Show Less
Restricted access

Konflikt und Kooperation

Die Ostsee als Handlungs- und Kulturraum

Edited By Martin Göllnitz, Nils Abraham, Thomas Wegener Friis and Helmut Müller-Enbergs

Seit dem Ende des Kalten Krieges und der Erweiterung der Europäischen Union gerät der Ostseeraum als historische Einheit immer stärker in das Blickfeld von Wissenschaft und Öffentlichkeit. Eine intensive Beschäftigung mit dieser Region macht jedoch recht rasch deutlich, dass nicht nur die „eine Ostsee" existiert, sondern viele Ostseeräume, die in erster Linie durch Kooperationen und Konflikte, Handel und kulturelle Beziehungen sowie den daran beteiligten Protagonisten initialisiert und konstruiert werden.

In dem vorliegenden Band analysieren 23 ExpertInnen aus fünf Ostseeländern und Israel die durchaus unterschiedlichen Raumkonstruktionen und Verflechtungen innerhalb der Ostseeregion, die als ein spannungs- und konfliktreicher Handlungs- und Kulturraum verstanden wird.

Show Summary Details
Restricted access

Housewives on holiday. Gotlandic vacation homes for women 1944–1967 (Erika Sandström)

Extract

← 344 | 345 →

Erika Sandström

Housewives on holiday. Gotlandic vacation homes for women 1944–1967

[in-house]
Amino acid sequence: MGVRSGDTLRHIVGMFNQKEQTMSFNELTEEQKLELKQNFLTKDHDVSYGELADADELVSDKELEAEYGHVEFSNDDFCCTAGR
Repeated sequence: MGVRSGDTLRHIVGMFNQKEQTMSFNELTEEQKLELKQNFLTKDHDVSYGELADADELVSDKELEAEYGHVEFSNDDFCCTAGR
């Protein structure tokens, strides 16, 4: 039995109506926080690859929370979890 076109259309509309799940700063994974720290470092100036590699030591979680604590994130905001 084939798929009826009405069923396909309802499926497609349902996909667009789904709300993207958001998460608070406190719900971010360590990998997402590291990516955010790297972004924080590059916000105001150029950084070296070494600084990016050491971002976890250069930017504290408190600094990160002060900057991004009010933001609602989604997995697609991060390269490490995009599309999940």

Until the first half of the 20th century, only a wealthy minority could go on holiday. Two weeks of paid vacation was not a luxury everyone enjoyed, and did not become legally mandated in Sweden until 1938; housewives, at the time an larger segment of society than today, did not benefit from it, since they were not considered wage laborers. However, the lack of opportunity for the housewife to rest and recreate was already discussed in the early 1930s as part of an increased focus on social welfare. In 1932 the periodical of the women’s wing of the Social Democratic Party (or S-Women) made an inquiry and found that consecutive days of vacation were practically unknown to housewives. Two-thirds of the women who had answered hadn’t had any vacation since childhood aside from a couple of days after having given birth.1 However, it was not only women or the Social Democratic Party who campaigned for the housewives’ need for recreation. The idea that wives and the mothers needed time to recuperate resonated with ideals of social welfare and modernity that were prevalent in the 1930s and 1940s. A well-rested, healthy and happy wife and mother was broadly seen as the female ideal and though the Social Democratic Women were the first to address the question of vacation for women, it was the Agrarian Party in the year 1937 which...

You are not authenticated to view the full text of this chapter or article.

This site requires a subscription or purchase to access the full text of books or journals.

Do you have any questions? Contact us.

Or login to access all content.